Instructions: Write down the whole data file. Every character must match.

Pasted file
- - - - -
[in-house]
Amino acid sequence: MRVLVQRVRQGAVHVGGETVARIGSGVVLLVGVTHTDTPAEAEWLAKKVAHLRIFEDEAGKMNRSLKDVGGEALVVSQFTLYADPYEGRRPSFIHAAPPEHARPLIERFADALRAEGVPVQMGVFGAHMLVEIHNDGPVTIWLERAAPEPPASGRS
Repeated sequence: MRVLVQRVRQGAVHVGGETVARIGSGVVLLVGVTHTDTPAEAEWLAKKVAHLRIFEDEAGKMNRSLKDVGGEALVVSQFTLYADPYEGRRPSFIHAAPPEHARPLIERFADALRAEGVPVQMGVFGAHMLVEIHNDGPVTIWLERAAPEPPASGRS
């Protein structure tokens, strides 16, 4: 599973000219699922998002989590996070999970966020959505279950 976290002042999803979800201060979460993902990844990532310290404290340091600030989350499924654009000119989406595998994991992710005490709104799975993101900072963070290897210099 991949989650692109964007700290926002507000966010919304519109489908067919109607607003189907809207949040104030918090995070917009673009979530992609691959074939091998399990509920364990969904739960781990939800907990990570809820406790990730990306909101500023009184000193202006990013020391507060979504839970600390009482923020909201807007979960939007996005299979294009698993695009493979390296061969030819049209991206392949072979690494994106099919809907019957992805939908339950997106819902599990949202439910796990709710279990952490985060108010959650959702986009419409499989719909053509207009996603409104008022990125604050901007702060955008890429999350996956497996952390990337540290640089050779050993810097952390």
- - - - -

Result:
[in-house]
Amino acid sequence: MRVLVQRVRQGAVHVGGETVARIGSGVVLLVGVTHTDTPAEAEWLAKKVAHLRIFEDEAGKMNRSLKDVGGEALVVSQFTLYADPYEGRRPSFIHAAPPEHARPLIERFADALRAEGVPVQMGVFGAHMLVEIHNDGPVTIWLERAAPEPPASGRS
Repeated sequence: MRVLVQRVRQGAVHVGGETVARIGSGVVLLVGVTHTDTPAEAEWLAKKVAHLRIFEDEAGKMNRSLKDVGGEALVVSQFTLYADPYEGRRPSFIHAAPPEHARPLIERFADALRAEGVPVQMGVFGAHMLVEIHNDGPVTIWLERAAPEPPASGRS
């Protein structure tokens, strides 16, 4: 599973000219699922998002989590996070999970966020959505279950 976290002042999803979800201060979460993902990844990532310290404290340091600030989350499924654009000119989406595998994991992710005490709104799975993101900072963070290897210099 991949989650692109964007700290926002507000966010919304519109489908067919109607607003189907809207949040104030918090995070917009673009979530992609691959074939091998399990509920364990969904739960781990939800907990990570809820406790990730990306909101500023009184000193202006990013020391507060979504839970600390009482923020909201807007979960939007996005299979294009698993695009493979390296061969030819049209991206392949072979690494994106099919809907019957992805939908339950997106819902599990949202439910796990709710279990952490985060108010959650959702986009419409499989719909053509207009996603409104008022990125604050901007702060955008890429999350996956497996952390990337540290640089050779050993810097952390």